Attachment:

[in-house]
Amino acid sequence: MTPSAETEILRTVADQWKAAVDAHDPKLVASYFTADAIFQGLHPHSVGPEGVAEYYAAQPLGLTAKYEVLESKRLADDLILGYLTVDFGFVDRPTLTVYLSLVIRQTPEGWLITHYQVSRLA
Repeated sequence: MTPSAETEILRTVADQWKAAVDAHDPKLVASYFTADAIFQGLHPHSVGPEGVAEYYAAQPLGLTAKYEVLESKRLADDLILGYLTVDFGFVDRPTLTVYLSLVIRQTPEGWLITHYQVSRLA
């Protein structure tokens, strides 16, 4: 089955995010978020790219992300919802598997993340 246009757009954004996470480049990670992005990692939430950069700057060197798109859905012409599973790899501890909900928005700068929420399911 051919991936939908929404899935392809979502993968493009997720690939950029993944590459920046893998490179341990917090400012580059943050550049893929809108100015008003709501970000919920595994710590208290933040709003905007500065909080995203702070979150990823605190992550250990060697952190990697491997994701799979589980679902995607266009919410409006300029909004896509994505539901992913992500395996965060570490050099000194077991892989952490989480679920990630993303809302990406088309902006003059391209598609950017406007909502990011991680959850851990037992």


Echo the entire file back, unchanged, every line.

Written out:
[in-house]
Amino acid sequence: MTPSAETEILRTVADQWKAAVDAHDPKLVASYFTADAIFQGLHPHSVGPEGVAEYYAAQPLGLTAKYEVLESKRLADDLILGYLTVDFGFVDRPTLTVYLSLVIRQTPEGWLITHYQVSRLA
Repeated sequence: MTPSAETEILRTVADQWKAAVDAHDPKLVASYFTADAIFQGLHPHSVGPEGVAEYYAAQPLGLTAKYEVLESKRLADDLILGYLTVDFGFVDRPTLTVYLSLVIRQTPEGWLITHYQVSRLA
């Protein structure tokens, strides 16, 4: 089955995010978020790219992300919802598997993340 246009757009954004996470480049990670992005990692939430950069700057060197798109859905012409599973790899501890909900928005700068929420399911 051919991936939908929404899935392809979502993968493009997720690939950029993944590459920046893998490179341990917090400012580059943050550049893929809108100015008003709501970000919920595994710590208290933040709003905007500065909080995203702070979150990823605190992550250990060697952190990697491997994701799979589980679902995607266009919410409006300029909004896509994505539901992913992500395996965060570490050099000194077991892989952490989480679920990630993303809302990406088309902006003059391209598609950017406007909502990011991680959850851990037992």